Vermont Tax Dept. notes homestead declaration change
MONTPELIER (AP) -- The Vermont Department of Taxes is reminding residents that there’s a change in the tax law regarding homestead declarations.
In the past, property owners had to file the declaration whenever there was a change in ownership or status of the property.
But starting this year, property owners must file such declarations annually by tax day, April 15.
A property owner must file a homestead declaration if the owner owns and occupies the property as his or her primary residence and is domiciled in Vermont.
Tax Commissioner Mary Peterson says filling the declaration is critical to paying the correct amount of tax.
Rally promoting 2nd Amendment at N.H. Statehouse
CONCORD, N.H. (AP) -- Several hundred gun rights advocates -- some toting rifles and holstered handguns -- flocked to the Statehouse Thursday to oppose weapons bans and efforts to repeal parts of New Hampshire’s expanded stand-your-ground law.
Speaker after speaker rallied the crowd of about 300 to hold firm to their firearms and their right to bear them.
"The line in the sand is easily moved," shouted Jerry DeLemus, a firearms instructor and head of the Rochester 912 gun-rights group. "We’re in New Hampshire. That line is going to be cut deep into granite."
Speakers criticized Democrats in Washington for favoring new gun control laws following the Newtown, Conn.
Many in the crowd waved American flags or yellow ones bearing the slogan, "Don’t tread on me." There was no sighting of supporters of gun restrictions or bans.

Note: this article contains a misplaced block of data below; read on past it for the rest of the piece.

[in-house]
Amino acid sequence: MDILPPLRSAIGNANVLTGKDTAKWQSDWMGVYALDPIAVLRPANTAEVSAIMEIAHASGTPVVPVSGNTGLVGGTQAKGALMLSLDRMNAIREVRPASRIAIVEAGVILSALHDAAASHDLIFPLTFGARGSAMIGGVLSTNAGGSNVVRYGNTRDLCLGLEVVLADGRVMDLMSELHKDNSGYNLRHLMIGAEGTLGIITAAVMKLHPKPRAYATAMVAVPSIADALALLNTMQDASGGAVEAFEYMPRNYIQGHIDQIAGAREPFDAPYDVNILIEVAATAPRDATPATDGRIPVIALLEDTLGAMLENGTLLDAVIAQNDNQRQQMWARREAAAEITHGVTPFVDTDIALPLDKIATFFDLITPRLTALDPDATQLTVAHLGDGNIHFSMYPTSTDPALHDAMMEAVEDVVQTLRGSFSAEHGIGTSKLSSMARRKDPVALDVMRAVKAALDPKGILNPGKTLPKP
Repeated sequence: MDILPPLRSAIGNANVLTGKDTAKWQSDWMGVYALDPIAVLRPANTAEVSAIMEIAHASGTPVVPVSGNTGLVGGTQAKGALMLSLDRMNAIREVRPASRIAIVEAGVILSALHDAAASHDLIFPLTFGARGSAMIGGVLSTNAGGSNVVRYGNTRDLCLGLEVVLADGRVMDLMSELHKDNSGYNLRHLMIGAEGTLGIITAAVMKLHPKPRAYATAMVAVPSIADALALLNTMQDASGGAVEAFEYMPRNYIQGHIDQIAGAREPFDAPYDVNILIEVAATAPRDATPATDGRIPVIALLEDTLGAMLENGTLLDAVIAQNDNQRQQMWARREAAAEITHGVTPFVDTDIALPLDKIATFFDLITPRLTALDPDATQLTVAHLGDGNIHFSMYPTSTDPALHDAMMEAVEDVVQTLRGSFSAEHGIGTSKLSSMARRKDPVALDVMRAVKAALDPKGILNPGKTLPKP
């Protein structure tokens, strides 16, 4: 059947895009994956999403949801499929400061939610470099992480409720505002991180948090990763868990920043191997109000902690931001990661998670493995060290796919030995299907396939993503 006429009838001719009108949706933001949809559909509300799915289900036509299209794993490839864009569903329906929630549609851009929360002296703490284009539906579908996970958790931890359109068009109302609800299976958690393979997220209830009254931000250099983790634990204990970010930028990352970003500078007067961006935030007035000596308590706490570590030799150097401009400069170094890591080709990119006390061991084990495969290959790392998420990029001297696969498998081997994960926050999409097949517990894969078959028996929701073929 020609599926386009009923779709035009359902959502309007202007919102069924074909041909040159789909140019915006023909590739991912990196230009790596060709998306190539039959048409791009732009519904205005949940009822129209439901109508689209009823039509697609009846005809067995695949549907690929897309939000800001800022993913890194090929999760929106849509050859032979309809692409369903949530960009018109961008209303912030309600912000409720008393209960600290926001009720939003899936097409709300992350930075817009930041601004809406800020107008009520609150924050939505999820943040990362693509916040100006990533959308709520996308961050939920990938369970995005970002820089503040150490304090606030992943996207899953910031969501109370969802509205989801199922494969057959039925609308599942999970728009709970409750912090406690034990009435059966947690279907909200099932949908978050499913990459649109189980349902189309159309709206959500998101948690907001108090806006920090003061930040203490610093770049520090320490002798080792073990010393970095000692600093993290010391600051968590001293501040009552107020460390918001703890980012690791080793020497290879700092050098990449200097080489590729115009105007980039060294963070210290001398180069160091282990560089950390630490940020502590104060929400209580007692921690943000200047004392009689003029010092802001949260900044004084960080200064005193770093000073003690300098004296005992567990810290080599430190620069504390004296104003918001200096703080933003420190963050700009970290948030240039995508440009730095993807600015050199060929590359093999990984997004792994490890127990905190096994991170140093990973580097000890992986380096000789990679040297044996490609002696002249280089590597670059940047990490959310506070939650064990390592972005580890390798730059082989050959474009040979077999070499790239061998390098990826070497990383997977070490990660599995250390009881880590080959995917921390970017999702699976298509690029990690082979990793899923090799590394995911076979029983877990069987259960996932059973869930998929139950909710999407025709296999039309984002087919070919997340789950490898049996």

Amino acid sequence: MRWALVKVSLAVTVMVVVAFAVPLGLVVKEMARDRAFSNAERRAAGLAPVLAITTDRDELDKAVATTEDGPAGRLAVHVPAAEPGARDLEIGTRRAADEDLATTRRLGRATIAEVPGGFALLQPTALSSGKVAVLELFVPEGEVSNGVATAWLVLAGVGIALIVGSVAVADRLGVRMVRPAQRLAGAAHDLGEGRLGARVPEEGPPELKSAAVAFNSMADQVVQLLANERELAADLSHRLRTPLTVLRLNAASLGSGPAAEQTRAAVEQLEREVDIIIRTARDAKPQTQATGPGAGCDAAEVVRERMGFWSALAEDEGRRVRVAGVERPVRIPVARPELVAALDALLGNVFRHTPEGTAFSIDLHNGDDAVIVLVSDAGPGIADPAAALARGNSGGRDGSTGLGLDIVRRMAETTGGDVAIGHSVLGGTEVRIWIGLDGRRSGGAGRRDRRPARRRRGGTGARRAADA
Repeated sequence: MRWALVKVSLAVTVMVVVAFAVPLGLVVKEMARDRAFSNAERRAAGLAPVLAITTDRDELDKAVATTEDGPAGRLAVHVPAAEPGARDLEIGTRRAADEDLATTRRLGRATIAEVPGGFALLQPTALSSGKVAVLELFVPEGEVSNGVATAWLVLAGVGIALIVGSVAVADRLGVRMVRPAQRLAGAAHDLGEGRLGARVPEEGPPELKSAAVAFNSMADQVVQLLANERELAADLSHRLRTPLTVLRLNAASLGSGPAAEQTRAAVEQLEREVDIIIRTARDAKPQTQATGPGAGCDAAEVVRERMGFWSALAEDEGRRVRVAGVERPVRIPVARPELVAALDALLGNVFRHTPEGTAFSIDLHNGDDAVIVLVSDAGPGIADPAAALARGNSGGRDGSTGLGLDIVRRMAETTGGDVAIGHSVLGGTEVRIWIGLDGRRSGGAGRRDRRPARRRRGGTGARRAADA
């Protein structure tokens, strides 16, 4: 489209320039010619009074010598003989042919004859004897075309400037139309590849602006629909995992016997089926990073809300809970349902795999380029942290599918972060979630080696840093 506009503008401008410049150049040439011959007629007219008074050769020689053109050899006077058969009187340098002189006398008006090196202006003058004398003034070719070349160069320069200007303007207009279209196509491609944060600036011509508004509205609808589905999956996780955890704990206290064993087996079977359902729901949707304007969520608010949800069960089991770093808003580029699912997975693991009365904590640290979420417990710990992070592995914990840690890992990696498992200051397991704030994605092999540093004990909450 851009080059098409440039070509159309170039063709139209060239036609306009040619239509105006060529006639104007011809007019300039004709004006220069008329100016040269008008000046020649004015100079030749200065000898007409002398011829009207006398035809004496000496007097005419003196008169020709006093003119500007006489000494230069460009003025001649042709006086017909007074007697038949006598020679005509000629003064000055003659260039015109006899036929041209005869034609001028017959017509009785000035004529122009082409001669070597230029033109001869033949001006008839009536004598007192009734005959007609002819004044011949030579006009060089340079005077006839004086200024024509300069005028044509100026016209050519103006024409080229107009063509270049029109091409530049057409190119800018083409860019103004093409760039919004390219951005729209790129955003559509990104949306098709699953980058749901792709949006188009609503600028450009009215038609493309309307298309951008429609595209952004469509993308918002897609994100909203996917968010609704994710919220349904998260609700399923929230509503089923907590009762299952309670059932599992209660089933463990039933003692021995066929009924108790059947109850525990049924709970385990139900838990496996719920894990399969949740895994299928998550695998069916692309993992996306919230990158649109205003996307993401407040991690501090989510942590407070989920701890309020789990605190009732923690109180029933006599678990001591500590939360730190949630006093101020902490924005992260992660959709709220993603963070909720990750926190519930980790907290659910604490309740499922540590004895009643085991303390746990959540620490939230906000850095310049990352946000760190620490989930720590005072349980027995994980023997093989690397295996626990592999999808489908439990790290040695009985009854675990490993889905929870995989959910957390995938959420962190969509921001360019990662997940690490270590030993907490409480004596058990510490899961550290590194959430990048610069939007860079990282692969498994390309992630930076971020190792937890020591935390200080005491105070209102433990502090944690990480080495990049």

About 200 people attended a House hearing last week on a bill that would repeal parts of a law that Republicans pushed through two years ago -- over a governor’s veto and law enforcement’s objections -- allowing people to use deadly force to defend themselves any place they have a right to be without having a duty to retreat.
The deadly force law is based on the Castle Doctrine, which says a person does not have to retreat from intruders at home before using deadly force. The New Hampshire law -- passed in 2011 -- expanded that principle to public places.
House Majority Leader Steve Shurtleff, D-Concord, is proposing again requiring people to retreat in public if it is safe to do so.
The Thursday afternoon rally was organized by leaders of two conservative New Hampshire groups -- the Rochester 912 Project and the Granite State Patriots. Those who signed a petition were given a raffle ticket to win 100 rounds of 9 mm ammunition.